The coffee extraction process is an art form in itself. It is not just simply the process of dissolving coffee grounds with hot water. It requires dedication and skill to get it right. There are many factors to consider in the process of coffee extraction from the ratio of water to coffee, the precision of your grind, the roast of the coffee, the temperature of the water and the amount of time the water is in contact with your coffee.
Extracting Soluble Compounds
Brewing coffee is the process of extracting the soluble material in roasted and ground coffee. As the coffee is brewed in hot water, hundreds of compounds are extracted from the coffee beans, hence the creation of brewed coffee. Extracted coffee usually contains water-soluble compounds such as caffeine, acids, lipids and fats, sugars and carbohydrates.
The solubility of the coffee can be affected by a number of factors, from the coffee’s genetic characteristics, to grind size, water mineral content, roast degree and methods of brewing. There are different brew methods to consider for each type of coffee. You can do this with a process called “dialing in” the coffee and making adjustments to dose or grind settings as you go along, to affect the flavour.
The Many Brewing Methods
1. Brewing By Immersion
This process involves fully submerging your coffee grounds in water. The water then extracts the coffee over time and is the most common brewing method. An example of this method is the French press and usually takes no longer than 4 to 5 minutes. Most immersion brews will also require filtration. French presses use a metal filter that serves to remove coffee grounds and any unwanted particles from the final brew. Extraction slows down as the immersion time continues due to the rate of coffee solids dissolving into water.
2. Brewing By Infusion
All common drip brewing methods use infusion and can be more efficient at extracting coffee solubles than the immersion method because it provides a constant supply of fresh water. Infusion brewing involves water constantly flowing through a bed of ground coffee and filter.
3. The Espresso Method
Espresso is also a form of infusion and contributes to the coffee brewing process. Espresso is a traditional Italian beverage that is extracted under pressure under the right conditions and using proper equipment, including a manual or automatic grinder and commercial coffee machine. The serving size of an espresso is usually between 20 to 40ml and is much more concentrated than regular drip coffee. A finer grind along with pressurised water enables a quick and efficient brew within 20- 30 seconds.
Brew Ratios and How They Work
A coffee brew ratio is the ratio of ground coffee to water used during the brewing process. If you are looking to scale up and make enough brew for a group of people, then it is important to know your brew ratios inside out, to get the extraction process right.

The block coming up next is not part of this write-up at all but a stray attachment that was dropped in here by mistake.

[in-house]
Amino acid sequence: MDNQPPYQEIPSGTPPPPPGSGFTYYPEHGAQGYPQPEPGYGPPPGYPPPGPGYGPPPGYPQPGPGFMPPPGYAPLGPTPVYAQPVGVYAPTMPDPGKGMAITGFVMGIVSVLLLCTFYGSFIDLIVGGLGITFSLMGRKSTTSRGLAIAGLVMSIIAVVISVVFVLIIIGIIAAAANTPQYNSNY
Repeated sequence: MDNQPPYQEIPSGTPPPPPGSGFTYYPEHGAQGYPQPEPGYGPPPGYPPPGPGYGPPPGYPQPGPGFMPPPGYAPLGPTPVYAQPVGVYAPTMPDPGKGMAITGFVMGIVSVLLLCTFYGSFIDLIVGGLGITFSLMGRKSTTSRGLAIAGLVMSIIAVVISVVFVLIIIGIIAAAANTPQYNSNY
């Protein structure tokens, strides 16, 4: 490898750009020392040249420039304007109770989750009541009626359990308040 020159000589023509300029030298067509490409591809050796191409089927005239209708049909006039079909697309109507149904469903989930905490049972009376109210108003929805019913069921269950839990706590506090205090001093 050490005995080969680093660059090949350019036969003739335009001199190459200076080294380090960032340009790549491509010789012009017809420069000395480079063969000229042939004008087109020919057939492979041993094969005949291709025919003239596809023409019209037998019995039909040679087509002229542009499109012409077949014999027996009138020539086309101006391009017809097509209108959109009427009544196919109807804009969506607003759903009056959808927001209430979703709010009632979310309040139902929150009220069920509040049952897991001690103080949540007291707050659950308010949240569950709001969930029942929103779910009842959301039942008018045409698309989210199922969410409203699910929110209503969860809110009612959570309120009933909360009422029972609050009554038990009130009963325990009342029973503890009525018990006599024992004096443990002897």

The standard brew ratio for drip coffee is 1:16 – for every gram of ground coffee, you add 16 grams of water. Most brew ratios tend to lie between 1:15 to 1:18. When it comes to making espresso shots on their own, due to quick rates of extraction the ratio is usually closer to 1:2. If you are using less water to increase the strength of your coffee, it can become difficult for the water to extract out all the desired flavours. Always find a ratio that produces the strength of coffee you enjoy before working on improving your extraction.
Measuring both your coffee and brew water is crucial if you want to pour your ratios correctly. It is recommended to use a digital scale when it comes to measuring out your ratios. With brew ratio you can determine your extraction percentage and tells you how efficiently the dry ground coffee has dissolved into the water as you drink the coffee.
What is Brew Manipulation?
Brew manipulation is the process of altering the taste of your coffee and affecting the way your coffee is brewed. There are various techniques you can use to improve flavour, so let’s check them out:
This involves stirring or disturbing the coffee grounds during the brewing process, which will increase the rate of extraction and is useful for immersion. It helps to break up the crust and build-up of wet coffee grounds that float to the surface when making French Press coffee.
Bypassing is adding water to already brewed coffee and is a simple way of diluting your cup of coffee. If you like the flavour of strong coffee but not so keen on the viscous mouthfeel then just add extra water to reduce the brew strength. This has no affect on your brew ratio or extraction percentage.